I think it is morally right to help the less fortunate, therefore you are morally obliged to do so. Of course being morally obliged does not mean that you are legally obliged, it all depends upon your moral views or the morality being considered.

    Anyway, people have been studying philosophy for ages and they still can't make their own minds about what's right and what's not.
     
  17. valkyrie

    valkyrie Well-Known Member

    There are certain universal "rights and wrongs" in almost every society. Actions which take the life of another human is a universal wrong. Actions which benefit the society/community are a universal right.

    IOW, to steal or to con may be a wrong in your society. However, among bands of American Gypsies, it is a way of life.
     
  18. Altron

    Altron Well-Known Member

    I agree with the ideas of soup kitchens and homeless shelters and stuff.

    What I'm opposed to is welfare. I think that if someone is living on the street and starving to death, we should give them food. But money? I think welfare can be misguided at times. There are certainly people who genuinely benefit from it, but I think it is abused more often than not, and seen as a way to get by without having to work. There's no such thing as being completely unemployable, unless you have a massive disability. There are jobs that might not be pleasant, and might not pay well, but they don't have any prerequisites, and they give you money. I'm opposed to the idea of the people who are unemployed, make no effort to find work, and get their rent and food paid for by the government.

    One of my neighbors has a learning disability. He's not an idiot, he's capable of having a conversation with as long as it doesn't get too complex. He's like 24 or 25 now, and works at a grocery store, because he barely scraped through high school in Special Education, so he doesn't have much of an education, but he works really hard, and he makes enough money to get by. I went to school with his younger brother, and I have a lot of respect for someone that even though he has kinda crappy job and no prospects of getting a better one, he still works really hard, and he's just a good person to be around. I've never heard him complain or be angry.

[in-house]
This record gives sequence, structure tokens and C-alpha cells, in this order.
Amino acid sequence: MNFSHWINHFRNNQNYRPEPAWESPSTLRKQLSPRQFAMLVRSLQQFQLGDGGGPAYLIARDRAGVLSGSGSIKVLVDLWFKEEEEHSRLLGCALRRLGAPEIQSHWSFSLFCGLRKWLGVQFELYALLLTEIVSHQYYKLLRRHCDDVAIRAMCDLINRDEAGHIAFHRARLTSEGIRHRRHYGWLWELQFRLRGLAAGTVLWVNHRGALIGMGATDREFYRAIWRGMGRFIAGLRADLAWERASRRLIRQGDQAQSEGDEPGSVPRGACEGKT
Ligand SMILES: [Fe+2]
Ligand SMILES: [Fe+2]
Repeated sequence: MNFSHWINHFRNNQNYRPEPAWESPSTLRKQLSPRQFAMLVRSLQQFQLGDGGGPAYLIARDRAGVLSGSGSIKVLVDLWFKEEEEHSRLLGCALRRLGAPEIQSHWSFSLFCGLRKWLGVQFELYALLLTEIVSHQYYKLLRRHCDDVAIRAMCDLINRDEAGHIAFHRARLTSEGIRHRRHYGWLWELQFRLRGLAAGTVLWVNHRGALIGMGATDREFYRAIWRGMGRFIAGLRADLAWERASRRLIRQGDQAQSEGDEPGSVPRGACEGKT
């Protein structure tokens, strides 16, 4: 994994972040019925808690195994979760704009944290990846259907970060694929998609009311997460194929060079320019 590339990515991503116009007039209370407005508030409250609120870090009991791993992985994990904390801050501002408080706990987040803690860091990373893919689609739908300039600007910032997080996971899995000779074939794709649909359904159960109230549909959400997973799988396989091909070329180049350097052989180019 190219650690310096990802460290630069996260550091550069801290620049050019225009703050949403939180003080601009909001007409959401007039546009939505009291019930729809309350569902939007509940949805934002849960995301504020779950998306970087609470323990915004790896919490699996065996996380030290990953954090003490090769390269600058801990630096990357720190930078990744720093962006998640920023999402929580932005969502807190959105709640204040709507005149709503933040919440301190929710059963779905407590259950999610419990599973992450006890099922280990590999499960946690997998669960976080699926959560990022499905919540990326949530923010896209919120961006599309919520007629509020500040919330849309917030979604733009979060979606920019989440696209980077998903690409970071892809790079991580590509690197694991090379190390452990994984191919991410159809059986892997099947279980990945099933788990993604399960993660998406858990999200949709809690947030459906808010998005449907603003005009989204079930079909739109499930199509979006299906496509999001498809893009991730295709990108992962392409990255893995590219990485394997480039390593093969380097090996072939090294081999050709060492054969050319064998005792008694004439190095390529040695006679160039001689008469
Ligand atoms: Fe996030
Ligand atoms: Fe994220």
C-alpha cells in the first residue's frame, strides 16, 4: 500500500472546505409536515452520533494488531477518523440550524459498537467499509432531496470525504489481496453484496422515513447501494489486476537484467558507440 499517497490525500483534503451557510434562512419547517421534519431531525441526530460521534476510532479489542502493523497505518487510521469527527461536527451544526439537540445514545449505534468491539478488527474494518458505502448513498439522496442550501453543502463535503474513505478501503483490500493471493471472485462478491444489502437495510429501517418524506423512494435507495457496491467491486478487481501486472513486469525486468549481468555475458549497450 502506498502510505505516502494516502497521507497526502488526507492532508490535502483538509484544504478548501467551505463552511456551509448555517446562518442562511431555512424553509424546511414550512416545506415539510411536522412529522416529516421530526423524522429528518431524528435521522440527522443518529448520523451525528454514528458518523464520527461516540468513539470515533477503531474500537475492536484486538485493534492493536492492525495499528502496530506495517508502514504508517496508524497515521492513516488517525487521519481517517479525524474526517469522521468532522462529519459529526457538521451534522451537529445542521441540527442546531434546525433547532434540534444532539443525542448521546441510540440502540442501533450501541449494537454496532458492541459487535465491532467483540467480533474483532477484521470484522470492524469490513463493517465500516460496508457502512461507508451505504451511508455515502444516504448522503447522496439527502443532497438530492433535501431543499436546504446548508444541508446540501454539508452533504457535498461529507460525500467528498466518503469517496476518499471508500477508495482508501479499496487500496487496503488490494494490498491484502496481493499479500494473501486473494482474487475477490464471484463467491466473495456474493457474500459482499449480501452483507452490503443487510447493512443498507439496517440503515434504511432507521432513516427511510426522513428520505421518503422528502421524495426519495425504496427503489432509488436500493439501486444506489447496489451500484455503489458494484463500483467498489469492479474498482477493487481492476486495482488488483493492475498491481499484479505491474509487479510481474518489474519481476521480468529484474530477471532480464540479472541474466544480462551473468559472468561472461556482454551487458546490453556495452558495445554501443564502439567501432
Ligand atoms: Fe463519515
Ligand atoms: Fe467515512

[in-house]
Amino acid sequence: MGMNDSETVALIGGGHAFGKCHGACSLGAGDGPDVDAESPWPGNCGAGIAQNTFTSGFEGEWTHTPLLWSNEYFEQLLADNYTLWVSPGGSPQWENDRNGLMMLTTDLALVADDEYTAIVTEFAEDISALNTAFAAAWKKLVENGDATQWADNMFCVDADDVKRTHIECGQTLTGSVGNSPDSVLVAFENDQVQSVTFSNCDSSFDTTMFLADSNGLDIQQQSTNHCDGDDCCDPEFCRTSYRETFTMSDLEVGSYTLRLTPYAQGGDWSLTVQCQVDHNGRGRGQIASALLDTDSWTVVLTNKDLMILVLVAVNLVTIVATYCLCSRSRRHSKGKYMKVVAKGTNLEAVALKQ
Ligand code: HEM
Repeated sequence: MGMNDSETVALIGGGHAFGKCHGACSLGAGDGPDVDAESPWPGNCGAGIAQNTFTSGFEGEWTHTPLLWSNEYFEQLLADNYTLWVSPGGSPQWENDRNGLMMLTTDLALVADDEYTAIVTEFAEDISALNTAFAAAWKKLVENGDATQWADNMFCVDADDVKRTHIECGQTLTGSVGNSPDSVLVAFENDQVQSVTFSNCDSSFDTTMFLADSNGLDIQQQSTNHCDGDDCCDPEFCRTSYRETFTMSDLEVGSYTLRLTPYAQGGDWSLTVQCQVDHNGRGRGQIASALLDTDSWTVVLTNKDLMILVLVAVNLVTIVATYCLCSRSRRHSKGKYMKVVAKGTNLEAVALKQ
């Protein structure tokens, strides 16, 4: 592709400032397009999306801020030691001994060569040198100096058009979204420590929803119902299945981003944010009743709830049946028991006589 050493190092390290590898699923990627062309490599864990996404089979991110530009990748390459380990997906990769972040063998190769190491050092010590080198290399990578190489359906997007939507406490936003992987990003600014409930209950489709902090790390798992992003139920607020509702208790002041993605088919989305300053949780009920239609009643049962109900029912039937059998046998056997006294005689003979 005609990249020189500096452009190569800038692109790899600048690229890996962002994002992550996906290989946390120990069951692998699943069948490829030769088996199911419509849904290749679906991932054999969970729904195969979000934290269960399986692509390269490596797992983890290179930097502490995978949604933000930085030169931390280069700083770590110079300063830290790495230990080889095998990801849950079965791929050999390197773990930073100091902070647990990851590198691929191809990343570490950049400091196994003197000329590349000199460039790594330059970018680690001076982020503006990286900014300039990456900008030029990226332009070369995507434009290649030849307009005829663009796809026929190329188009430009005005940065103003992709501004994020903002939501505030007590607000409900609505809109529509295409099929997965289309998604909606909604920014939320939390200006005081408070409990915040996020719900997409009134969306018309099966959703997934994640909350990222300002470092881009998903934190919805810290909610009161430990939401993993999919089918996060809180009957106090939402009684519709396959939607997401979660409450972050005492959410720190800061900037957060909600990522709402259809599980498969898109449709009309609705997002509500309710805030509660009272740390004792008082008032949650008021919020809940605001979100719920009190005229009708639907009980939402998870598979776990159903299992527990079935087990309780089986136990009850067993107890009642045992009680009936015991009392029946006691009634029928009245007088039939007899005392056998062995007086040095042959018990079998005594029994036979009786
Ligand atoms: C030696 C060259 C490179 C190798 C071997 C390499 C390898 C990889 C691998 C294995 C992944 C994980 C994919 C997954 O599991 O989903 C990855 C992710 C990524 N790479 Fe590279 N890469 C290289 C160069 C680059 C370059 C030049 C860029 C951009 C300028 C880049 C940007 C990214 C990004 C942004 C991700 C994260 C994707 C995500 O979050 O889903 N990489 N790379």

Then you see these people who have no disabilities at all, but realized that they can get the same paycheck by going on welfare as they could from working at a dead-end job, and just didn't feel like having to go to work.

    And, I don't think we should be giving cash to people on welfare. Give them food, second-hand clothing, shelter, and those kind of necessities, but don't give them money to go out and spend on crap they don't need.
     
  19. catocom

    catocom Well-Known Member

    I also am disabled.
    I do work, but it's not employment, it's simple stuff at home.
    I never know how long I can hold out.

    One thing a person has to take into account.
    If the person can do anything, but also how much pain will it cause, and
    is an employer comfortable with a possible liability.
    Most are not.
     
  20. BeardofPants

    BeardofPants New Member

    Altron, I left home @ 16 because I come from an abusive background. I needed to go on welfare to pay rent etc while I finished high school. I also got the student allowance to put my through university. What would you have people like me do?